Clinton as a surrogate, and make it almost impossible for her to run in
that way.

I think, in that way, it`s very calculated. And if it works with
Grimes, I think that he is saying to the Republican Party we can roll this
out in 2016 against Hillary.

MATTHEWS: Well, the big question about this being a shot at Bill
Clinton being a sexual predator, a term that Senator Paul has now used
three times, what does any of it has to do with Secretary Clinton, who is
clearly thinking about running for president?

Well, listen to this exchange with Paul.


UNIDENTIFIED MALE: Do you think that, if Hillary runs, that somehow
she will have to answer for some of that in any way?

PAUL: Well, you know, all the time candidates are asked to return
money if an unsavory character gives you money. What if that unsavory
character is your husband? What if that unsavory character is Bill Clinton
raising money for people across the country?

And what if he were someone that was guilty of sexual harassment and
inappropriate behavior at the workplace? Which, obviously, having sex with
an intern in the office is inappropriate by any standard.


MATTHEWS: This is going inside, John.

Unsavory, sexual harassment -- he has all the details there. It`s
like an indictment of the guy. And the question is -- I -- the question I
put to Joy, you know, Hillary Clinton, if Joy is right, this will be a lot
about the first woman president to be. It will be a lot about that. How
do you tag him -- when a tough reporter comes up to Rand Paul and says, why
are you going after the husband, and it is fair game to say, well, he will
be living in the White House?

How do you -- how do you -- I don`t know how this is going to go.


MATTHEWS: I think any attack is generally a smart move in politics
when you`re up against somebody ahead of you. As Nixon used to say, you
always punch up.

HEILEMANN: Right. Well...


MATTHEWS: You punch up. You punch the big guy. But Hillary Clinton
is also punching up.

If you punch a former president, you`re taking on somebody bigger than
you. I guess they`re trying to kill the idea that Bill Clinton is some
sort of Eisenhower figure, an emeritus president who deserves respect and
reverence even, and he`s not above that. I think they`re basically saying
this guy is fair game. That`s what I think they`re up to.

HEILEMANN: Well, I think there is some of that for sure. Look, Bill
Clinton is fair game in the sense that he is, you know, one of the most
popular Democrats in the country in the Democratic Party along with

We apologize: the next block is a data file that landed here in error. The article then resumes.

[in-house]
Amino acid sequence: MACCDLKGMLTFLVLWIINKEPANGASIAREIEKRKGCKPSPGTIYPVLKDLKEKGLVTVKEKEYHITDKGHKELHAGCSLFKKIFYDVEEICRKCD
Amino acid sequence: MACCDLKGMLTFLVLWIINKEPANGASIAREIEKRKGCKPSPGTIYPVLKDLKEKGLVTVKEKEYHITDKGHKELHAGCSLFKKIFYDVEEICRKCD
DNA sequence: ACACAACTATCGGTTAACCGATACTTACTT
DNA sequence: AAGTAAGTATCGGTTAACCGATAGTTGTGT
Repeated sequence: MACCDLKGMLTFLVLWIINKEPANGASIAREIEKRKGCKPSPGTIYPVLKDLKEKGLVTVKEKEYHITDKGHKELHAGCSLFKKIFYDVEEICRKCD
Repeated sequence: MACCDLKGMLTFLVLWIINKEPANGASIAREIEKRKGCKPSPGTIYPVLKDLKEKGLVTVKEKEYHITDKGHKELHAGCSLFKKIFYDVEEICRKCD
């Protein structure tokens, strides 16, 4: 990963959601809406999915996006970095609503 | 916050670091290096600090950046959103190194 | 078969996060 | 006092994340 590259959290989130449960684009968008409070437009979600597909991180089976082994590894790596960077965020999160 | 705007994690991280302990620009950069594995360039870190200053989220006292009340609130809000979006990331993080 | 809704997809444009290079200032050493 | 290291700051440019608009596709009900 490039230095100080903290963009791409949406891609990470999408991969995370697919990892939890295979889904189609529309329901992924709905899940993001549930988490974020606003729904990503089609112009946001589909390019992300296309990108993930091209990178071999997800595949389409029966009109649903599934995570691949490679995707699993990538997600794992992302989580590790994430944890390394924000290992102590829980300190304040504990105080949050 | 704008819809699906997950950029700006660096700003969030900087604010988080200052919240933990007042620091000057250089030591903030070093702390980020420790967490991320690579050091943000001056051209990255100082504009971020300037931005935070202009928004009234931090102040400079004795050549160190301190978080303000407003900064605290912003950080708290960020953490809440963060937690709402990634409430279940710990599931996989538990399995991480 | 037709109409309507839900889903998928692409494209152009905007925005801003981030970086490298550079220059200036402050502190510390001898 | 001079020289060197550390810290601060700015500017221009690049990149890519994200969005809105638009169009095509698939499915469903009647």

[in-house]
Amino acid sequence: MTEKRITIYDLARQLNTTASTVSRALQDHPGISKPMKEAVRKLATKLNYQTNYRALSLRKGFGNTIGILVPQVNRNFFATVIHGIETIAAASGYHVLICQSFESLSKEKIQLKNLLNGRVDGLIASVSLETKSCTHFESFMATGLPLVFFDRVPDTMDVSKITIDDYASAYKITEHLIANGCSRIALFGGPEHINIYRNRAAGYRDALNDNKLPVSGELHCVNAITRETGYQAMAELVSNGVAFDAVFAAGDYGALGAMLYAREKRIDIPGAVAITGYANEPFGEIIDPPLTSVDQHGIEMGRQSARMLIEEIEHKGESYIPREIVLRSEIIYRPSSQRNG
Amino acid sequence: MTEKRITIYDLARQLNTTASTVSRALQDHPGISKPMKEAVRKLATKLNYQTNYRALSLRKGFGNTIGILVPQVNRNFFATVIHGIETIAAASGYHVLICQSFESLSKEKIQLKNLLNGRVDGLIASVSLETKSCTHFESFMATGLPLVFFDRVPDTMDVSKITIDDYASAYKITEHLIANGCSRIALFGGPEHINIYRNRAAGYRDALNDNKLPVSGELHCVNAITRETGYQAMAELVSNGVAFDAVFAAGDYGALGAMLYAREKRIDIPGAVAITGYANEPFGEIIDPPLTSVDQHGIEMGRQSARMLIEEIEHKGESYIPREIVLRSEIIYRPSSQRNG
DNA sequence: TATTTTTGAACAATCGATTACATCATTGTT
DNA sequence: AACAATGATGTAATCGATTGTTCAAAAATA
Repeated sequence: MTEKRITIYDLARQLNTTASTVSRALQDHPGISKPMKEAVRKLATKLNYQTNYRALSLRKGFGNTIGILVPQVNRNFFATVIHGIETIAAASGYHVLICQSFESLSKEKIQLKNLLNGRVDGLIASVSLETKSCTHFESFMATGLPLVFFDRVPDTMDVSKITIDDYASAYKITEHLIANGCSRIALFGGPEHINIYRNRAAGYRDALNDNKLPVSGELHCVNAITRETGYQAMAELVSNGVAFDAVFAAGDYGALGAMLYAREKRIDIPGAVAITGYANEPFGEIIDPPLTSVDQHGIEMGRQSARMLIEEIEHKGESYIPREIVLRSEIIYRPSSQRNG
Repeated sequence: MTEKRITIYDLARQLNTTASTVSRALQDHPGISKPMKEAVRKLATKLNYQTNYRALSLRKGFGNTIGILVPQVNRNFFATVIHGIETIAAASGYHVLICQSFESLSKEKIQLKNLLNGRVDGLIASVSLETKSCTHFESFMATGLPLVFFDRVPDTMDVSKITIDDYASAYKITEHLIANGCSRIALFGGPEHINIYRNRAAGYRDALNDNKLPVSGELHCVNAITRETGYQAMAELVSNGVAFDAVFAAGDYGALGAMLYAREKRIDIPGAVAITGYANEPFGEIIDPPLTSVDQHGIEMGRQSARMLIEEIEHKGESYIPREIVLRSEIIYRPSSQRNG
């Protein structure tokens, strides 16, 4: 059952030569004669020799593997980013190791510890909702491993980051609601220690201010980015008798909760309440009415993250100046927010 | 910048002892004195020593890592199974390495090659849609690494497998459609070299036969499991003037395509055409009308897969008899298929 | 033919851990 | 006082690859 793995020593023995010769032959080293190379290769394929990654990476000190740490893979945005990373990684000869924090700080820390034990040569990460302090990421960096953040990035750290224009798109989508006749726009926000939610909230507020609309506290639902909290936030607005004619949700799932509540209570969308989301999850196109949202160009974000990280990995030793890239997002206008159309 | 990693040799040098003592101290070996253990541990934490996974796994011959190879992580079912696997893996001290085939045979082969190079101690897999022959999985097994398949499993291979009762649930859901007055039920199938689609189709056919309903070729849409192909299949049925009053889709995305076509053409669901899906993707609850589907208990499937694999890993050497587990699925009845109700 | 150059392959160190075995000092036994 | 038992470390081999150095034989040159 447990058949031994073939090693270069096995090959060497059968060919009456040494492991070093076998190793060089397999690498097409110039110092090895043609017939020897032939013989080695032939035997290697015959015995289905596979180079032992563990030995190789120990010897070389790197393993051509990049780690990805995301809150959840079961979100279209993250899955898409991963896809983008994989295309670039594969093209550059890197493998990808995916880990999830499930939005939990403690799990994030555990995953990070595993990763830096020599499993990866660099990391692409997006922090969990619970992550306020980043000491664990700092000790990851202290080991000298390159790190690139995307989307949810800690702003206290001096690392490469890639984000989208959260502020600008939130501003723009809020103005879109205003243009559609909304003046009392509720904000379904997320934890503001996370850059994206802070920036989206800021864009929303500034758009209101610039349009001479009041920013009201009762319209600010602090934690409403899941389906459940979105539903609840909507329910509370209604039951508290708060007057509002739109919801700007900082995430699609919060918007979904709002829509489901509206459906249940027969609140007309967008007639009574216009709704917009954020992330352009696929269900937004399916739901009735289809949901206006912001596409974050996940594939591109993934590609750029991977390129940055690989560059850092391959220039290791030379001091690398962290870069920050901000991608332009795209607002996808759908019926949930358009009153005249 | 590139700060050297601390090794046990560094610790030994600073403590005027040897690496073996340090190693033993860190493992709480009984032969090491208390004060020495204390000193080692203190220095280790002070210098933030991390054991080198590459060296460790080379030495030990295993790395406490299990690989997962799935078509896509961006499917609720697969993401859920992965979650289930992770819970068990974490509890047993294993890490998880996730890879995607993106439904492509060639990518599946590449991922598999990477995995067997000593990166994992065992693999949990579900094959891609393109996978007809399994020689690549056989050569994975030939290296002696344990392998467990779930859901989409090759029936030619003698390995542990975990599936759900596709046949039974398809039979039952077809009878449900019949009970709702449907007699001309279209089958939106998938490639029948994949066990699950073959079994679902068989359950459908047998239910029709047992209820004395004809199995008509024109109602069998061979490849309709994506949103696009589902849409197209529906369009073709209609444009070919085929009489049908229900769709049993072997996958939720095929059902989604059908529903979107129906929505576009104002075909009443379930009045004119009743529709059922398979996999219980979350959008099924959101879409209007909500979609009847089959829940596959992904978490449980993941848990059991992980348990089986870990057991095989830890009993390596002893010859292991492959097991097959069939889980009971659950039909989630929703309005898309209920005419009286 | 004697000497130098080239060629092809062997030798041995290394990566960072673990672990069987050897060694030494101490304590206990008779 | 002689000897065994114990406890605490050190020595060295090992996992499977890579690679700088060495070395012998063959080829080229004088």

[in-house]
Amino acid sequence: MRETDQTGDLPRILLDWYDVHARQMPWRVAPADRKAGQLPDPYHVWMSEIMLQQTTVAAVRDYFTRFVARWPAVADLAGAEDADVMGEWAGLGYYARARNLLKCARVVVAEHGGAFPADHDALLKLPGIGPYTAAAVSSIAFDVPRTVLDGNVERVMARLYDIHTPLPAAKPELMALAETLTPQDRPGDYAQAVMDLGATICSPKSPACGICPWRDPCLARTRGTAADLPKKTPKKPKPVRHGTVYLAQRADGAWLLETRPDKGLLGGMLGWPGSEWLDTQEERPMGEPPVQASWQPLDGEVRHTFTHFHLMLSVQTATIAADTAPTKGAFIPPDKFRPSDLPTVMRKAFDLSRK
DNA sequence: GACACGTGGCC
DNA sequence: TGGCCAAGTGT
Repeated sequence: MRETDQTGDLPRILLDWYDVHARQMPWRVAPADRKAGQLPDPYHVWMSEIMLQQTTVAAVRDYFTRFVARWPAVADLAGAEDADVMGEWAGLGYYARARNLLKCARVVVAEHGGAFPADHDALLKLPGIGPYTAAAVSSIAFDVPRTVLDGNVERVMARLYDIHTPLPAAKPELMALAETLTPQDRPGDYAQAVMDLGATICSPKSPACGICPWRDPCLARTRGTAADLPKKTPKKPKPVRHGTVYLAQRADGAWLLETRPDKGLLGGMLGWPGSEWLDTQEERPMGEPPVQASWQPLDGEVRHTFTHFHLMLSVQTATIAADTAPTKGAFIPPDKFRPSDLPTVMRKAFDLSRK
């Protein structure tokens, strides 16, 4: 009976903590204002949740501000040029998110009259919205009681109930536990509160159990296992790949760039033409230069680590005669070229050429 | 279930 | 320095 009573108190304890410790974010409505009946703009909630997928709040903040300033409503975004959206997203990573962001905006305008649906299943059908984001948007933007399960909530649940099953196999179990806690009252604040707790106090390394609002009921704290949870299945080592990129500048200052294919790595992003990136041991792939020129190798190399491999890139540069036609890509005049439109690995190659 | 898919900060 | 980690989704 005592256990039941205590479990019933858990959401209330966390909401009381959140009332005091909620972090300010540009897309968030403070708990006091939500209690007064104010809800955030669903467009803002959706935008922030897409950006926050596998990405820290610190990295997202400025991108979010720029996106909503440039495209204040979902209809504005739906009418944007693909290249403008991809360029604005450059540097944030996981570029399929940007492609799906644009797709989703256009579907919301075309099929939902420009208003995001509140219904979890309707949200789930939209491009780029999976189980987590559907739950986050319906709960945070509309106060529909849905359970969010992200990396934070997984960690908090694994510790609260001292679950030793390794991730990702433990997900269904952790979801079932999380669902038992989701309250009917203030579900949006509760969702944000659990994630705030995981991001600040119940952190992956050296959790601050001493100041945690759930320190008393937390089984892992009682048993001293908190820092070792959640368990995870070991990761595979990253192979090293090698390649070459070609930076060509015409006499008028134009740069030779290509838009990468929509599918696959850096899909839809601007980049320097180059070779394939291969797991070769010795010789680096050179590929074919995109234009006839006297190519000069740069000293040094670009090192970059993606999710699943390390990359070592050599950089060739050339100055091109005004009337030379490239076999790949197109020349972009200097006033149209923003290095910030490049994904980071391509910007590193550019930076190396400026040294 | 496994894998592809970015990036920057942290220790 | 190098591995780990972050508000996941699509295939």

President Obama and First Lady Michelle Obama, Hillary Clinton, and Bill
Clinton. They`re the four most popular Democrats in the country.

He is a huge superstar. He played a huge role in the 2012 race. And
he will inevitably play a big role in the 2016 race. There`s just no way
around it, not just because he is a fundraiser, but because he sucks up so
much media attention.

So, if you`re Rand Paul, the first thing you have to do is get
nominated to the Republican Party. It`s cost-free politics to attack Bill
Clinton within the Republican nominating electorate. Whether this is a
successful strategy that he would even try to carry forward if he even got
the Republican nomination, who knows? But right now, this far out, this is
what I say, a cost-free exercise as you put it in kind of preflight
theatrics of a Muhammad Ali type. And there is just no -- there is no
downside to him within the Republican Party in doing this.

MATTHEWS: Do you think Bill Clinton is going to forget that he`s --
Joy, do you think Bill Clinton is going to forget the guy called him a
sexual predator, called him an unsavory character? This is pretty strong
even by today`s standards, I thought.

JOY REID, MSNBC CONTRIBUTOR: No, of course it is. And, first of all,
can we stop infantilizing Monica Lewinsky for a second? I mean, I don`t
know if maybe he just was mistaken. But he`s even said she was 20 years
old. She was 22.

But that implication that she was even underage, that she wasn`t even
21, infantilizing her, that`s not going to play well I don`t think with
women going after the husband instead of the actual candidate as if she
doesn`t matter more, I don`t think would play well in a general election --
with the general electorate. But I think it is true, and John is right.
That in the Republican base, this helps him, it doesn`t hurt him at all
with the religious right. He can knit together sort of his libertarian
following by saying well, we`re not libertine as he said and try to knit
that together with the religious right. So, there`s no -- there is no cost
for it I think in the primary. But it sends a message, I think, that is
infantilizing to Monica Lewinsky and dismissive of Hillary that I don`t
think helps him at all.

And, by the way, if we want to talk about family members, then it`s
fair game I guess for Democrats to look at his dad and those newsletters
that don`t really help him. He is going to Howard University, then it`s a
fair game to ask him about his dad and those newsletters.

MATTHEWS: I`m sure they`ll be talked about there.

You know what? This is politics, and it`s tough. And I`ll tell you
one thing about Rand Paul, he ain`t stupid. There is something about the
guy that makes think he is going to be the nominee. I`ll tell you. He`s
got Ted Cruz beaten by a mile in brainpower and smarts sensitivity.

And as we all agree, he may be talking to the very people he has to
talk to, the Iowa Republican caucus attendee, the New Hampshire tough
gritty type up there, and the South Carolinian who is farther to the right
than you want to know.

Anyway, thank you, Joy Reid, and thank you, John Heilemann.

REID: Thanks, Chris.